Continuing on the theme of the new MacBook Pro, let’s explore the whole “it uses old hardware” and “it’s limited memory” issues. The hypocrisy of some people on this topic is astounding, to say the least.
What’s The Deal?
The new MacBook Pro does not use the latest Core i7 processors. It uses the last generation, which are certainly slower than the new ones. To get the best performance, laptop manufacturers that use this last-gen part also use the fastest RAM they can get, which limits machines to 16GB. The other problem: the latest mobile i7 doesn’t support a quad-core configuration yet, and that is reportedly months away.
To be able to offer a quad-core processor, and get the best performance out of the machine, Apple was left with two choices: wait until mid-2017 to release the machine, or go with what works now. The thing is, other manufacturers are going the same direction. None of them are catching heat for it like Apple is.
What’s Pro Grade Today?
The last MacBook Pro that could be considered traditionally “professional grade” was the 19″ MacBook Pro from 2010. This was as close to a ‘desktop in a notebook’ as you could get, going head-to-head with 19″ and 20″ monsters from Dell, HP and others. The MacBook Pro of that era was, by far, the smallest and lightest (relatively speaking), offered useful battery life, and still included near-desktop performance.
When the Retina-based MacBook Pros came out, Apple basically abandoned the “desktop in your computer bag” market. That isn’t to say these newer machines were weak or underperforming. They were still pretty impressive pieces. But they no longer were in the same category as the true “desktop on your lap” monsters that were still available.
Companies like Dell, HP, Asus, Acer and Razer responded, offering their own high-powered “thin-and-light” machines, which developers and content creators also adopted to some degree. These new machines aren’t as “pro” as the past, but they are still plenty capable.
A loud complaint about the new MacBook Pro is the 16GB limit. For some people, this is a real issue. If you are working with the typical suite of development tools, plus need to run a couple of virtual machines, 16GB can be very, very tight. You have to do some gymnastics, and live without running some software, to keep the machine from paging it’s brains out. This issue is certainly real.
But what I’ve seen so far, from a number of bloggers and commenters, is an attempt to find alternatives that will be acceptable (and better). The goal is to match or at least approach the portability of the MacBook Pro (I have yet to see any sensible person try to look at the “laptops” that are desktops stuffed into a 19″ frame, because that isn’t the same category). While the lists vary a little, most end up coming down to the same 3 machines:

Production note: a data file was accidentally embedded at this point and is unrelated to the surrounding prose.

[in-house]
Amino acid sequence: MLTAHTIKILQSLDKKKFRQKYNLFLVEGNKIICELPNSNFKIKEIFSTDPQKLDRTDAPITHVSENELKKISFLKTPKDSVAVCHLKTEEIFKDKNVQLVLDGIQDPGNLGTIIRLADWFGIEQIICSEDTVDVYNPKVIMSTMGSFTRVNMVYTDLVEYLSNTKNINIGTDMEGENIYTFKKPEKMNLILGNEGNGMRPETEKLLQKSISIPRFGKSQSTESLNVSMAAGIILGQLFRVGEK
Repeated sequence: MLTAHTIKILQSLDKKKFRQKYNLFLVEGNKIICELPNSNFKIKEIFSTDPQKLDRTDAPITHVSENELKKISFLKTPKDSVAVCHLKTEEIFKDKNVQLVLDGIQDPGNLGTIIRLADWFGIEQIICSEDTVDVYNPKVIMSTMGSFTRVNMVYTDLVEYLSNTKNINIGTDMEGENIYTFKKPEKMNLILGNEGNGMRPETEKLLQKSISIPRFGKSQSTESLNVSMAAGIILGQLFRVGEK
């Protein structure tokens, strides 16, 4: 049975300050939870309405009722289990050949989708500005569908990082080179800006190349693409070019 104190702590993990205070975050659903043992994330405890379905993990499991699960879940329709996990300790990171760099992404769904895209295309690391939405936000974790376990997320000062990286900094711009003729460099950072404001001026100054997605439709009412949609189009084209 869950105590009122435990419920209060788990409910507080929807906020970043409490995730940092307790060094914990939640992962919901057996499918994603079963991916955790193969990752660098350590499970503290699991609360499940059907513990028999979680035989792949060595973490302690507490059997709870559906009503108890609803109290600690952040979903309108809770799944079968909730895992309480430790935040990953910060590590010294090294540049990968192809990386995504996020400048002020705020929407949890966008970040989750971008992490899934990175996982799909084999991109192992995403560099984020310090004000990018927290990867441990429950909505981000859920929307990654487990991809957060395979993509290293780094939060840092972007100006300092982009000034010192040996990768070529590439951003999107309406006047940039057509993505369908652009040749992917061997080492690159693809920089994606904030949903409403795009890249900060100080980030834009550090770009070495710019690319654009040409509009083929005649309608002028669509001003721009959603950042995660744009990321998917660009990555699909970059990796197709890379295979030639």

- Dell XPS 13
- HP Spectre
- Razer Blade
While the MacBook Pro is still smaller than these machines, they all offer comparable CPU, memory, storage and display performance. Actually, let’s back up: they offer identical CPU and memory performance, and similar storage and display capability. Some people include machines from Asus, Acer, Lenovo and others, but every one I’ve seen takes them off the list, primarily because of build quality or support.
So how is that the performance is the same? All 3 of them feature basically the same Core i7 that the MacBook Pro does, since they all want to include quad-core support. All of them use the same high-speed RAM (which, like the MacBook Pro, is soldered on the board), which limits them to 16GB of memory. None of them can upgrade their CPU or memory in the field. You might be able to upgrade the local storage, if you’re ambitious.
So, apparently the answer to the limits on the MacBook Pro memory and speed is to compare it to machines that have the exact same limits on memory and speed? In what world does this even being to make sense? How is not hypocrisy at it’s most obvious?
Only Answer Is Bigger
If you still need a quad core processor, and want to go beyond 16GB of RAM, your only choice right now is to sacrifice portability and battery life. That means going with machines like the Dell Precision 5000 or Razer Blade Pro. These are impressive machines, offering desktop performance in a portable form. But they are heavy (8+lbs) and physically fairly big. Their batteries won’t last you more than half a day. This is the price to be paid for high performance right now.
If you want thin-and-light, then for the next few months, you have to accept the 16GB limit and previous-gen Intel processors. It doesn’t matter whether you want the MacBook Pro, or comparable machines from Dell or HP. There might be other, lesser-known brands that offer better, but few people appear willing to take that chance. If you want mainstream, and you want well-built machines, then the same 3 alternatives appear again and again, and with good reason. All are top-quality machines (and all of them are certainly cheaper than the MacBook Pro, some by a wide margin).
That doesn’t mean people should stop complaining about the limitations. This is an explanation, and not a defence. This issue is a legitimate beef, and Apple might do themselves a favour by finding some other term than “Pro” for the machine names i he future, because they haven’t been truly “pro” for a while now. But don’t pretend that there are alternatives in the same class as the MacBook Pro. That’s just hypocritical.